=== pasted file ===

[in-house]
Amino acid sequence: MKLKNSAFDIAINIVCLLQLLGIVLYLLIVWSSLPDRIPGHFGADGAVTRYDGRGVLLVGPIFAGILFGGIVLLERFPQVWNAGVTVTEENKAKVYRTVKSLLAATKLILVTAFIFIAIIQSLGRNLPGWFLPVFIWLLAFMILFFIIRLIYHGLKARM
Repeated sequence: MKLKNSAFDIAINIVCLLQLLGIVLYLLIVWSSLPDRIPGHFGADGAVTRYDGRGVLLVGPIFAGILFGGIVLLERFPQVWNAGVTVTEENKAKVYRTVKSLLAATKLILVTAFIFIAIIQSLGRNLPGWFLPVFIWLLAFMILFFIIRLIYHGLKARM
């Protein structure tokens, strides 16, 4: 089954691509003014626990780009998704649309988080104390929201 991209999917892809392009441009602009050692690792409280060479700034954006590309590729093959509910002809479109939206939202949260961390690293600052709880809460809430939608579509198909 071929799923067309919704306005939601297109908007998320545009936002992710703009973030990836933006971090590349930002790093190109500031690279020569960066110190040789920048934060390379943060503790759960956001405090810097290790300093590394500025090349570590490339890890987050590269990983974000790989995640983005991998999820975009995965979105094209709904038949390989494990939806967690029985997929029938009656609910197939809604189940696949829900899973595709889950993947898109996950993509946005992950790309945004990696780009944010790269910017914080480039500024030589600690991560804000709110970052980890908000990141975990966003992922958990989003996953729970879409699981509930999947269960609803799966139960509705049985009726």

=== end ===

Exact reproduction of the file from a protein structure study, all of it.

[in-house]
Amino acid sequence: MKLKNSAFDIAINIVCLLQLLGIVLYLLIVWSSLPDRIPGHFGADGAVTRYDGRGVLLVGPIFAGILFGGIVLLERFPQVWNAGVTVTEENKAKVYRTVKSLLAATKLILVTAFIFIAIIQSLGRNLPGWFLPVFIWLLAFMILFFIIRLIYHGLKARM
Repeated sequence: MKLKNSAFDIAINIVCLLQLLGIVLYLLIVWSSLPDRIPGHFGADGAVTRYDGRGVLLVGPIFAGILFGGIVLLERFPQVWNAGVTVTEENKAKVYRTVKSLLAATKLILVTAFIFIAIIQSLGRNLPGWFLPVFIWLLAFMILFFIIRLIYHGLKARM
């Protein structure tokens, strides 16, 4: 089954691509003014626990780009998704649309988080104390929201 991209999917892809392009441009602009050692690792409280060479700034954006590309590729093959509910002809479109939206939202949260961390690293600052709880809460809430939608579509198909 071929799923067309919704306005939601297109908007998320545009936002992710703009973030990836933006971090590349930002790093190109500031690279020569960066110190040789920048934060390379943060503790759960956001405090810097290790300093590394500025090349570590490339890890987050590269990983974000790989995640983005991998999820975009995965979105094209709904038949390989494990939806967690029985997929029938009656609910197939809604189940696949829900899973595709889950993947898109996950993509946005992950790309945004990696780009944010790269910017914080480039500024030589600690991560804000709110970052980890908000990141975990966003992922958990989003996953729970879409699981509930999947269960609803799966139960509705049985009726």